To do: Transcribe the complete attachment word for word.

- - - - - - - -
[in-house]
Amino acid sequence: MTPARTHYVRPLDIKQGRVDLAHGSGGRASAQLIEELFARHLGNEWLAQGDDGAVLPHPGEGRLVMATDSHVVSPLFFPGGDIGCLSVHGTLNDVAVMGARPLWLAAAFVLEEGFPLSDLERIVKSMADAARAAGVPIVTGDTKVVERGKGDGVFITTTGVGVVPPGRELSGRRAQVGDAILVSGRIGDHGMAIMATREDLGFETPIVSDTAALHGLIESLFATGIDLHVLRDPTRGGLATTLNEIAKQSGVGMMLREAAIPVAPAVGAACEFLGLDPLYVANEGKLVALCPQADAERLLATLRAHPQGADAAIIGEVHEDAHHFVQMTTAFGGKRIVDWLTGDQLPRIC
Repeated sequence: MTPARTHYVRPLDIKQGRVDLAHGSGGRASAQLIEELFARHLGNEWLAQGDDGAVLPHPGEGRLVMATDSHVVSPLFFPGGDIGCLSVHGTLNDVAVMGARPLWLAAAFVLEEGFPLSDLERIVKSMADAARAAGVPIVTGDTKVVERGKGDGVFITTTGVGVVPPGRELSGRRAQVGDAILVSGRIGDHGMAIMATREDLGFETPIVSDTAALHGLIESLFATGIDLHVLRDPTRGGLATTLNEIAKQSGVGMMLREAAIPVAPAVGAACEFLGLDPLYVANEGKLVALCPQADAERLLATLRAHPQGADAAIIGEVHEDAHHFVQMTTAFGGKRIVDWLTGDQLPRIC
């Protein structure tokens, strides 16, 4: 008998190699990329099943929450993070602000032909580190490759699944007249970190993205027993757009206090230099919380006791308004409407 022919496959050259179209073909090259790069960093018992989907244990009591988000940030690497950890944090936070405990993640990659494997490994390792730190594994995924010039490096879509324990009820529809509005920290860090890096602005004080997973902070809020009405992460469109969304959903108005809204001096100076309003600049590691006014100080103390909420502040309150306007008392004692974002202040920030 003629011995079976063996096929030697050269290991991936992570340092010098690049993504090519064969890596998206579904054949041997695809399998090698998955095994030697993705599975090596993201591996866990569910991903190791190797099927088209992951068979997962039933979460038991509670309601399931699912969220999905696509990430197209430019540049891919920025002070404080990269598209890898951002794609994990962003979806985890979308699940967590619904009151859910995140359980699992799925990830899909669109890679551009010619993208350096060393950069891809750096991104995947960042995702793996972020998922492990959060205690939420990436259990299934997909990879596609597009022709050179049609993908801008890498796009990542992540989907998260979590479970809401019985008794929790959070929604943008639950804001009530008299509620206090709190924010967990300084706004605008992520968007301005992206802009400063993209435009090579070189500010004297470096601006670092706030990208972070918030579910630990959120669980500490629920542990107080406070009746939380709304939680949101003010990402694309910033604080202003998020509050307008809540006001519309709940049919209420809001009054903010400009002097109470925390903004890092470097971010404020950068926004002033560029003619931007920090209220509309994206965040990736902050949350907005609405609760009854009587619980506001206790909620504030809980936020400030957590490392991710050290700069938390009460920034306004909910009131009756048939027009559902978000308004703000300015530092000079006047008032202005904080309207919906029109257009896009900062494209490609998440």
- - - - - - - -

[in-house]
Amino acid sequence: MTPARTHYVRPLDIKQGRVDLAHGSGGRASAQLIEELFARHLGNEWLAQGDDGAVLPHPGEGRLVMATDSHVVSPLFFPGGDIGCLSVHGTLNDVAVMGARPLWLAAAFVLEEGFPLSDLERIVKSMADAARAAGVPIVTGDTKVVERGKGDGVFITTTGVGVVPPGRELSGRRAQVGDAILVSGRIGDHGMAIMATREDLGFETPIVSDTAALHGLIESLFATGIDLHVLRDPTRGGLATTLNEIAKQSGVGMMLREAAIPVAPAVGAACEFLGLDPLYVANEGKLVALCPQADAERLLATLRAHPQGADAAIIGEVHEDAHHFVQMTTAFGGKRIVDWLTGDQLPRIC
Repeated sequence: MTPARTHYVRPLDIKQGRVDLAHGSGGRASAQLIEELFARHLGNEWLAQGDDGAVLPHPGEGRLVMATDSHVVSPLFFPGGDIGCLSVHGTLNDVAVMGARPLWLAAAFVLEEGFPLSDLERIVKSMADAARAAGVPIVTGDTKVVERGKGDGVFITTTGVGVVPPGRELSGRRAQVGDAILVSGRIGDHGMAIMATREDLGFETPIVSDTAALHGLIESLFATGIDLHVLRDPTRGGLATTLNEIAKQSGVGMMLREAAIPVAPAVGAACEFLGLDPLYVANEGKLVALCPQADAERLLATLRAHPQGADAAIIGEVHEDAHHFVQMTTAFGGKRIVDWLTGDQLPRIC
């Protein structure tokens, strides 16, 4: 008998190699990329099943929450993070602000032909580190490759699944007249970190993205027993757009206090230099919380006791308004409407 022919496959050259179209073909090259790069960093018992989907244990009591988000940030690497950890944090936070405990993640990659494997490994390792730190594994995924010039490096879509324990009820529809509005920290860090890096602005004080997973902070809020009405992460469109969304959903108005809204001096100076309003600049590691006014100080103390909420502040309150306007008392004692974002202040920030 003629011995079976063996096929030697050269290991991936992570340092010098690049993504090519064969890596998206579904054949041997695809399998090698998955095994030697993705599975090596993201591996866990569910991903190791190797099927088209992951068979997962039933979460038991509670309601399931699912969220999905696509990430197209430019540049891919920025002070404080990269598209890898951002794609994990962003979806985890979308699940967590619904009151859910995140359980699992799925990830899909669109890679551009010619993208350096060393950069891809750096991104995947960042995702793996972020998922492990959060205690939420990436259990299934997909990879596609597009022709050179049609993908801008890498796009990542992540989907998260979590479970809401019985008794929790959070929604943008639950804001009530008299509620206090709190924010967990300084706004605008992520968007301005992206802009400063993209435009090579070189500010004297470096601006670092706030990208972070918030579910630990959120669980500490629920542990107080406070009746939380709304939680949101003010990402694309910033604080202003998020509050307008809540006001519309709940049919209420809001009054903010400009002097109470925390903004890092470097971010404020950068926004002033560029003619931007920090209220509309994206965040990736902050949350907005609405609760009854009587619980506001206790909620504030809980936020400030957590490392991710050290700069938390009460920034306004909910009131009756048939027009559902978000308004703000300015530092000079006047008032202005904080309207919906029109257009896009900062494209490609998440």